kjim-2015-198f1.gif
Figure 2.
Comparison of the prevalence of subclinical hypothyroidism (SCH) in the different groups. (A) The prevalence of SCH was higher in women than men. (B) There was no significant difference in the prevalence of SCH between subjects with and without type 2 diabetes mellitus (T2DM), in both men and women. (C) The prevalence of SCH was not significantly higher in older individuals (age over 60). Differences were analyzed by Student t test. ap < 0.05.
kjim-2015-198f2.gif
Figure 3.
Comparison of the prevalence of subclinical hypothyroidism (SCH) according to age groups. (A) In male subjects, the prevalence of SCH was increased with advanced age (p for trend = 0.003). However, the prevalence of SCH was not associated with age in women. (B) In type 2 diabetes mellitus subjects, age was not associated with prevalence of SCH in both men and women. Differences were analyzed by analysis of variance. ap < 0.05 for trends.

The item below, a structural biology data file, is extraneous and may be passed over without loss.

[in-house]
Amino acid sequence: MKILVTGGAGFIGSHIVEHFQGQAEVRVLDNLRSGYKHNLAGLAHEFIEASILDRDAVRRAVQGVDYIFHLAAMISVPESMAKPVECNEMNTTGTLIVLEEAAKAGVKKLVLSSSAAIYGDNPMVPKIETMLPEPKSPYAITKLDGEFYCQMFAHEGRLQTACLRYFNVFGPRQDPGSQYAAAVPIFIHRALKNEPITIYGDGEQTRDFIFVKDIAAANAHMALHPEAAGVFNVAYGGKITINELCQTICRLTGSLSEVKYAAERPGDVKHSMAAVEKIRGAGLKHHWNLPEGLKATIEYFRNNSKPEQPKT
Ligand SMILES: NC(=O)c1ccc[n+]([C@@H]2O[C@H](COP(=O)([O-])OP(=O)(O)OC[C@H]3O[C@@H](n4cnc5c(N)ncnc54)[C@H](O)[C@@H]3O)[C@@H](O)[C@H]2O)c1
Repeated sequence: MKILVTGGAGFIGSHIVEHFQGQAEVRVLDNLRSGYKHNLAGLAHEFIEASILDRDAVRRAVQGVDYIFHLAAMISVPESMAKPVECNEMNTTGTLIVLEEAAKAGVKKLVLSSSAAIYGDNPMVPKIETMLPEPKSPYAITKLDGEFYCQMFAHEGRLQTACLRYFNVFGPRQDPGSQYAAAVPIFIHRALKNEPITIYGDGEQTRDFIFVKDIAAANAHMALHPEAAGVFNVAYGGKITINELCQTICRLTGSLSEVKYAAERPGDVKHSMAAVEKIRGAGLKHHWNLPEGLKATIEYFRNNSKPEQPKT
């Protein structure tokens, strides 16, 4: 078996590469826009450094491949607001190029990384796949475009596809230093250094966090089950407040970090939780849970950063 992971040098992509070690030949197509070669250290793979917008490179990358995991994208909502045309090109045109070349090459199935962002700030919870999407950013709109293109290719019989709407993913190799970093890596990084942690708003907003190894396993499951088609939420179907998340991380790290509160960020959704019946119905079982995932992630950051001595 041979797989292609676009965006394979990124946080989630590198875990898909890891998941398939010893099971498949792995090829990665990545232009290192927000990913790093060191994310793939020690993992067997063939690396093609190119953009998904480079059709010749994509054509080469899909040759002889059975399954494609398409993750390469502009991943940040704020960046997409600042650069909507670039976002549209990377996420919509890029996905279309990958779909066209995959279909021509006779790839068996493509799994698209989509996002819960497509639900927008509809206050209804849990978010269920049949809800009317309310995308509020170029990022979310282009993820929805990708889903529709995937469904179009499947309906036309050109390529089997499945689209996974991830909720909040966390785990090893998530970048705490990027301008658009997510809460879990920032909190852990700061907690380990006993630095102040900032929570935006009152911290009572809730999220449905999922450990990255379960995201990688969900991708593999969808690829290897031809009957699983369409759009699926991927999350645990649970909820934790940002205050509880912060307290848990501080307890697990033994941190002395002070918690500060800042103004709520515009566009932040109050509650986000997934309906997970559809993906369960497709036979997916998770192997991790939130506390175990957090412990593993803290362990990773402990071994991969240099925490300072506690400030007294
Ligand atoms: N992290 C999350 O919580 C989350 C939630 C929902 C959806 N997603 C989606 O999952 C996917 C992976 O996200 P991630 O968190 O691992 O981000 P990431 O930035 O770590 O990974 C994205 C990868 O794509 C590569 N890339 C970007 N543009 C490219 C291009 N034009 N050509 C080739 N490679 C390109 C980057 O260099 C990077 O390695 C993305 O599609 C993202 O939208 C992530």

kjim-2015-198f3.gif
Figure 4.
The prevalence of subclinical hypothyroidism (SCH) within subjects with type 2 diabetes mellitus (T2DM). (A) Among tertiles, SCH was significantly increased in the highest glycosylated hemoglobin (HbA1c) group (HbA1c ≥ 9%) compared with well controlled group (HbA1c < 7%). (B) In female subjects, SCH was significantly increased in the highest HbA1c group compared with well controlled group (p for trend = 0.037) but not in men. Differences were analyzed by analysis of variance followed by Tukey test. ap < 0.05 for trends, bp < 0.05 for post hoc analysis vs. HbA1c < 7%.